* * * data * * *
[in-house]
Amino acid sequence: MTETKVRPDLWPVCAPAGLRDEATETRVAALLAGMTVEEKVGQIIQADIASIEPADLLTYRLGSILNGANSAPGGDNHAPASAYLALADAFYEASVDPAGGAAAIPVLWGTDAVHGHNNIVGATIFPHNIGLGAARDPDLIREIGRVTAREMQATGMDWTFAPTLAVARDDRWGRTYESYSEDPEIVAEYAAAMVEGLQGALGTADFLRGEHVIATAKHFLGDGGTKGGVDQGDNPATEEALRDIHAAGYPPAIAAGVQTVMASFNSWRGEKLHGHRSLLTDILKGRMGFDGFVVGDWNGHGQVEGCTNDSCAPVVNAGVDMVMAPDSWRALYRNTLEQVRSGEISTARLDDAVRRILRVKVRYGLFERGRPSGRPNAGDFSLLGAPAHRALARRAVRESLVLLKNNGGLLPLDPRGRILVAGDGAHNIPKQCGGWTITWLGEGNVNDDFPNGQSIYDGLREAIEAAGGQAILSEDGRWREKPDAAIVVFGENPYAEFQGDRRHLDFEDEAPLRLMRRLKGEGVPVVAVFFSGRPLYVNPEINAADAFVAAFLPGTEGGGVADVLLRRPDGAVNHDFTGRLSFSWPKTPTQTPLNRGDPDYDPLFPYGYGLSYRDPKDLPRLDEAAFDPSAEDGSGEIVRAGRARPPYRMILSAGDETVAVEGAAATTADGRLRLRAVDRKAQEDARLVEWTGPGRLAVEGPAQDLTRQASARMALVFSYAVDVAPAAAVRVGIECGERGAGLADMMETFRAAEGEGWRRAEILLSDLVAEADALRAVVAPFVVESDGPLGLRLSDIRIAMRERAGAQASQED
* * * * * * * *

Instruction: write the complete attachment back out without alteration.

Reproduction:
[in-house]
Amino acid sequence: MTETKVRPDLWPVCAPAGLRDEATETRVAALLAGMTVEEKVGQIIQADIASIEPADLLTYRLGSILNGANSAPGGDNHAPASAYLALADAFYEASVDPAGGAAAIPVLWGTDAVHGHNNIVGATIFPHNIGLGAARDPDLIREIGRVTAREMQATGMDWTFAPTLAVARDDRWGRTYESYSEDPEIVAEYAAAMVEGLQGALGTADFLRGEHVIATAKHFLGDGGTKGGVDQGDNPATEEALRDIHAAGYPPAIAAGVQTVMASFNSWRGEKLHGHRSLLTDILKGRMGFDGFVVGDWNGHGQVEGCTNDSCAPVVNAGVDMVMAPDSWRALYRNTLEQVRSGEISTARLDDAVRRILRVKVRYGLFERGRPSGRPNAGDFSLLGAPAHRALARRAVRESLVLLKNNGGLLPLDPRGRILVAGDGAHNIPKQCGGWTITWLGEGNVNDDFPNGQSIYDGLREAIEAAGGQAILSEDGRWREKPDAAIVVFGENPYAEFQGDRRHLDFEDEAPLRLMRRLKGEGVPVVAVFFSGRPLYVNPEINAADAFVAAFLPGTEGGGVADVLLRRPDGAVNHDFTGRLSFSWPKTPTQTPLNRGDPDYDPLFPYGYGLSYRDPKDLPRLDEAAFDPSAEDGSGEIVRAGRARPPYRMILSAGDETVAVEGAAATTADGRLRLRAVDRKAQEDARLVEWTGPGRLAVEGPAQDLTRQASARMALVFSYAVDVAPAAAVRVGIECGERGAGLADMMETFRAAEGEGWRRAEILLSDLVAEADALRAVVAPFVVESDGPLGLRLSDIRIAMRERAGAQASQED